Training volume vs intensity; what matters is what works; the connection between ethnicity and bodybuilding talent; and phytochemicals.

I want to offset some reduction in training intensity by increasing training volume. Won’t that work?

Perhaps, depending on how much offsetting you do, and in what context relative to your overall training.

The most gifted bodybuilders, especially when drug-assisted, apply volume training throughout their physiques, and prosper greatly on it. But this approach doesn’t work for other bodybuilders.

Typical bodybuilders can, however, benefit from moderate increases in training volume for short periods in just a limited area of their physiques. This is when prudent specialization routines can be helpful.

For example, a boost in your arm training volume for six weeks once or twice a year, while keeping training volume low for the rest of your physique, can work well. But if you boost training volume for most if not all of your physique, it won’t work.

When you specialize on your arms, for example, use two exercises for your arm flexors, and two for your triceps.

For your triceps, as an illustration, use the parallel bar dip, and an isolation movement such as the lying triceps extension. I prefer a one-handed dumbbell movement for the isolation exercise so that you can readily use the most natural wrist position—the one that has the handle vertical at the bottom of each rep, in this case. Doing it one-handed should also enable you to apply more focus, and allow you to use your disengaged hand to assist a little if you can’t complete the final rep without assistance.

I’ve never seen any articles on professional bodybuilders that promote the training routines you recommend. How can I trust your advice?

Test it yourself.

If you can make good progress while following the routines of the pros, you don’t need the guidance I recommend unless you want to reduce the time you spend in the gym.

But if you’re a typical, drug-free bodybuilder, you won’t make much if any progress on the pros’ routines. Don’t persist with routines that don’t work for you.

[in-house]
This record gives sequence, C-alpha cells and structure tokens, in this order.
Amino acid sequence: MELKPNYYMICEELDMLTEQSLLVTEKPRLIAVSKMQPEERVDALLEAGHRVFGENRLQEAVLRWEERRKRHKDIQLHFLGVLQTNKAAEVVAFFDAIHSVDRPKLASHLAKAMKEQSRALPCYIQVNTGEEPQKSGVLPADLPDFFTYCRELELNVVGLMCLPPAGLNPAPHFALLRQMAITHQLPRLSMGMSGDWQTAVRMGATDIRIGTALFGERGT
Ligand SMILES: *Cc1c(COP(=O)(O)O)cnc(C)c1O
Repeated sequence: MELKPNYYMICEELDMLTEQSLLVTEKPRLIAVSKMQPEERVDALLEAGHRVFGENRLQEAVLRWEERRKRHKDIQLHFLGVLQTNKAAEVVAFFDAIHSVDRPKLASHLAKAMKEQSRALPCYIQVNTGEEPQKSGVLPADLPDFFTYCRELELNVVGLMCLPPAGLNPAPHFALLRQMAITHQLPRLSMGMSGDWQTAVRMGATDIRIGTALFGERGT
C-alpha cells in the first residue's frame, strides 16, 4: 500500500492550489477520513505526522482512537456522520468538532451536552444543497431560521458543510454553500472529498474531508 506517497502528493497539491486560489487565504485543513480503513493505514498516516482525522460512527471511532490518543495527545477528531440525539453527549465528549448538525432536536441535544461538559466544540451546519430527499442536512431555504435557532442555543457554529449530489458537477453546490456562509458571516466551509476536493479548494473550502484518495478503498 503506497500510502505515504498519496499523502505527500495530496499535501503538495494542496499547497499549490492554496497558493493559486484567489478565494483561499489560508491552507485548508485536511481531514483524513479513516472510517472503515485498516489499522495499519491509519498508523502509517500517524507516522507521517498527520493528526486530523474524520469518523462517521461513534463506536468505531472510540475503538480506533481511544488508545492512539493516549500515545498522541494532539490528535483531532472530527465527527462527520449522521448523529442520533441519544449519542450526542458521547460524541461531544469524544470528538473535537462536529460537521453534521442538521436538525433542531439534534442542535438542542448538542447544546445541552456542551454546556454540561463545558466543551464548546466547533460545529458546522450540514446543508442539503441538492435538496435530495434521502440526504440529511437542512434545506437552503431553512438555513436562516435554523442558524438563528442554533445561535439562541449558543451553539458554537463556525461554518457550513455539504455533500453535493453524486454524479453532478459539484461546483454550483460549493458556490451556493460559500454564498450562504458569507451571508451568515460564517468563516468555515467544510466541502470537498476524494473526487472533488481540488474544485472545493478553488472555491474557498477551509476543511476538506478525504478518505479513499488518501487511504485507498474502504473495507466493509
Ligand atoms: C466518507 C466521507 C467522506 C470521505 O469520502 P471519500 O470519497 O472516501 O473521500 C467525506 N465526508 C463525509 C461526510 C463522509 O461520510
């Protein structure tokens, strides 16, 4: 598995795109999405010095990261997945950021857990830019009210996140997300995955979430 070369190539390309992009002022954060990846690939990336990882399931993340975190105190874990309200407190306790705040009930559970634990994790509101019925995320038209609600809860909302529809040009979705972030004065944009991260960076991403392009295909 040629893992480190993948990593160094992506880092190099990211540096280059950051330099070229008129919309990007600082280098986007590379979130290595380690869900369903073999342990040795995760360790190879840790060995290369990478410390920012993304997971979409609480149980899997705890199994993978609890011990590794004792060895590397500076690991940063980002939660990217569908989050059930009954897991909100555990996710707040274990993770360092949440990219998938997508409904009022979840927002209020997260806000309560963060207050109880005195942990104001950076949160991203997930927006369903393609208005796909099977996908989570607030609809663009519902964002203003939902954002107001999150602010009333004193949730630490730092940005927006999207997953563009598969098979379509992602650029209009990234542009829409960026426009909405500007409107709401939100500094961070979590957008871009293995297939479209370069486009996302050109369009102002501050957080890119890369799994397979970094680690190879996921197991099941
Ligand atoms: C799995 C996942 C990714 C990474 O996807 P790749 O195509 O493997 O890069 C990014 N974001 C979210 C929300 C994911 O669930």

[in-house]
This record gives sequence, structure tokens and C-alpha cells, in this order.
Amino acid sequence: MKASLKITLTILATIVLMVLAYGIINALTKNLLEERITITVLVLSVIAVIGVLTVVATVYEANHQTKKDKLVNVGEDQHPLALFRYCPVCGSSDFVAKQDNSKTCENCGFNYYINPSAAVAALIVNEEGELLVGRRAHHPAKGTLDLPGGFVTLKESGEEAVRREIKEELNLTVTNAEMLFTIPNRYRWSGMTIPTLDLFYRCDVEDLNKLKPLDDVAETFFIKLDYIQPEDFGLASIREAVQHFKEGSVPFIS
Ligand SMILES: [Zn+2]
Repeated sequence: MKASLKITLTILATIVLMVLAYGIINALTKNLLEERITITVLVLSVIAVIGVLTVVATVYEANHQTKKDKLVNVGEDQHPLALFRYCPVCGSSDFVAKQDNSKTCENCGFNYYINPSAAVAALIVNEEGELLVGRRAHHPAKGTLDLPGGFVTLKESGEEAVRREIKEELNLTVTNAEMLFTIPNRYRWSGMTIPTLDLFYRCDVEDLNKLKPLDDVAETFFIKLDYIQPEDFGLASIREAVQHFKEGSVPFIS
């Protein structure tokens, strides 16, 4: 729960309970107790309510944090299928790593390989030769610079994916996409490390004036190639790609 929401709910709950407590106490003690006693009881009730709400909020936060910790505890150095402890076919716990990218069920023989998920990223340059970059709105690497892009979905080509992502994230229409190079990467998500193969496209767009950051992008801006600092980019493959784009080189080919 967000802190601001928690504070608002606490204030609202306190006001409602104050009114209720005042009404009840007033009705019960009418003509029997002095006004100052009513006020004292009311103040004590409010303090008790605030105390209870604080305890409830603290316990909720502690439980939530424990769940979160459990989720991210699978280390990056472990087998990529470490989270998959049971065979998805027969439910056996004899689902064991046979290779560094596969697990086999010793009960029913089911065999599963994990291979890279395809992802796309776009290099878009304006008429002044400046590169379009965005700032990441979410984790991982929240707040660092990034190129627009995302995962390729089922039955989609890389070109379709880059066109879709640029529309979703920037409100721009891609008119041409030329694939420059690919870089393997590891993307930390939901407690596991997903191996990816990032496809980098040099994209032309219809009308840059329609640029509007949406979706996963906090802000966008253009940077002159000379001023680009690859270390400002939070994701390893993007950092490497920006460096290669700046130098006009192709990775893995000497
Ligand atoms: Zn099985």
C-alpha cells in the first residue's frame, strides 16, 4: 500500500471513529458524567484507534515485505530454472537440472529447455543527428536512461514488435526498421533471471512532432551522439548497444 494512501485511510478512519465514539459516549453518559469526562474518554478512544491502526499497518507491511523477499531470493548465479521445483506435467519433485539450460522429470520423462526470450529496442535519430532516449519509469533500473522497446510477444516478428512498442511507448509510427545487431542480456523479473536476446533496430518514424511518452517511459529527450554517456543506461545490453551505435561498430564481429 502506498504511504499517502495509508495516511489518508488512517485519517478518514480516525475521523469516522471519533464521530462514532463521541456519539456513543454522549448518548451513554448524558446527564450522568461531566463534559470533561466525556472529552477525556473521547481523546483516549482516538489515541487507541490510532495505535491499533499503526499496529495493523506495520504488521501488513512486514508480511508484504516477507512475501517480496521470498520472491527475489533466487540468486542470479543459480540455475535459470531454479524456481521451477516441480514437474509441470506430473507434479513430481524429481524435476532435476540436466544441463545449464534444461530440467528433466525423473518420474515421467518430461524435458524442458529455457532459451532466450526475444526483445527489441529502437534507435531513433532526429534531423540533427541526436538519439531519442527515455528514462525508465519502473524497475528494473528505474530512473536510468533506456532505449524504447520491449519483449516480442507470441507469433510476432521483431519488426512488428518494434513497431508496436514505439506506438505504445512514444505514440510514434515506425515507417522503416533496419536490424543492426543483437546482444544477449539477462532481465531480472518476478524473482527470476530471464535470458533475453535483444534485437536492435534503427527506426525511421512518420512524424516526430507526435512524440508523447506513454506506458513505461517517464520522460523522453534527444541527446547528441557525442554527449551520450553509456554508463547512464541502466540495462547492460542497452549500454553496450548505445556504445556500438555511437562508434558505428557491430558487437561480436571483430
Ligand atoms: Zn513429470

During my youth I was pretty much as obsessed with bodybuilding as it’s possible to be—I was consumed by it, and my life utterly ruled by it.

I tried the training methods of the big names in the 1970s and 1980s, but the methods didn’t work for me (because I’m genetically normal, and have always been free of bodybuilding drugs). Those methods also didn’t work for countless other genetically normal, drug-free bodybuilders from that era.

The training methods of today’s big names don’t work for most bodybuilders now, because most bodybuilders are still genetically normal and drug-free.

The big names have changed over the years, of course, but the training methods the big names use today have much in common with what Arnold and Sergio used in the 1970s, for example.

Only later on did I understand the roles genetics and drugs play in the achievements of big-name bodybuilders.

If you don’t make much if any progress from following the sort of routines that the pros use, try a different approach—along the lines of what I promote. Apply it properly, and you’ll make good progress, if not outstanding progress.

The key phrase, though, is “apply it properly.”

Abbreviated training routines won’t help you if you choose the wrong exercises for you, if you use incorrect exercise technique, if you don’t train hard enough, if you train too often, if you don’t fully attend to the components of recuperation, and if you don’t build sufficient strength.

I could give the exact same training program to identical twins—who, of course, have identical genetics and ages—but one could make terrific progress, while the other makes no progress.